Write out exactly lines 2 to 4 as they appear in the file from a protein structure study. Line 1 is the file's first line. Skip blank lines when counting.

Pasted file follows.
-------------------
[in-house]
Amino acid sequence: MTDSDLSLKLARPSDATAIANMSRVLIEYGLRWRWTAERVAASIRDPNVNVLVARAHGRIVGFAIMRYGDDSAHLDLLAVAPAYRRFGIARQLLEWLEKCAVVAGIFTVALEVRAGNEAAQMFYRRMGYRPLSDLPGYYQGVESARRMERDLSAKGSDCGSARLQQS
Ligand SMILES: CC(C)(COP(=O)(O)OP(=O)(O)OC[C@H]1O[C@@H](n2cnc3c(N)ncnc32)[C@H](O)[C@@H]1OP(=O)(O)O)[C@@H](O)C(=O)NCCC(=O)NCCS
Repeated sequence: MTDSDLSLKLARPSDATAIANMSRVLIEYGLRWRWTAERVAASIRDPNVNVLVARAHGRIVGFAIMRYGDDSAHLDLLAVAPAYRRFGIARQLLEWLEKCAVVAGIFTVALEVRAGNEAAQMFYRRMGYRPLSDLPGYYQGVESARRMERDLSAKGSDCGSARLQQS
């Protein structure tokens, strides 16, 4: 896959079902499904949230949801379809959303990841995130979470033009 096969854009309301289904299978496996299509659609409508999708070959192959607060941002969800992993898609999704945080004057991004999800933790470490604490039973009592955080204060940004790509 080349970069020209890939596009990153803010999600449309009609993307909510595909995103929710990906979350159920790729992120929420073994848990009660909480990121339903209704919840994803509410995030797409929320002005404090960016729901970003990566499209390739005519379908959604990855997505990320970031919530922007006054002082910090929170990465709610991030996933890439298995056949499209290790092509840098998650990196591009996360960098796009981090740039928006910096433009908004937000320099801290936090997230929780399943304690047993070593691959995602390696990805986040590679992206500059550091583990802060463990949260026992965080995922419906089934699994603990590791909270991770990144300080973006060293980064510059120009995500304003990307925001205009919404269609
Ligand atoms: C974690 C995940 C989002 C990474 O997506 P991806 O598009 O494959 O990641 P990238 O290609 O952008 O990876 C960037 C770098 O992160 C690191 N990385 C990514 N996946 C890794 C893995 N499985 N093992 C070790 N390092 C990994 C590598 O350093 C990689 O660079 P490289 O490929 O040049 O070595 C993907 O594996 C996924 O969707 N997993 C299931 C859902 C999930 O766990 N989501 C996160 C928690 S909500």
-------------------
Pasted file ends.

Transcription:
Amino acid sequence: MTDSDLSLKLARPSDATAIANMSRVLIEYGLRWRWTAERVAASIRDPNVNVLVARAHGRIVGFAIMRYGDDSAHLDLLAVAPAYRRFGIARQLLEWLEKCAVVAGIFTVALEVRAGNEAAQMFYRRMGYRPLSDLPGYYQGVESARRMERDLSAKGSDCGSARLQQS
Ligand SMILES: CC(C)(COP(=O)(O)OP(=O)(O)OC[C@H]1O[C@@H](n2cnc3c(N)ncnc32)[C@H](O)[C@@H]1OP(=O)(O)O)[C@@H](O)C(=O)NCCC(=O)NCCS
Repeated sequence: MTDSDLSLKLARPSDATAIANMSRVLIEYGLRWRWTAERVAASIRDPNVNVLVARAHGRIVGFAIMRYGDDSAHLDLLAVAPAYRRFGIARQLLEWLEKCAVVAGIFTVALEVRAGNEAAQMFYRRMGYRPLSDLPGYYQGVESARRMERDLSAKGSDCGSARLQQS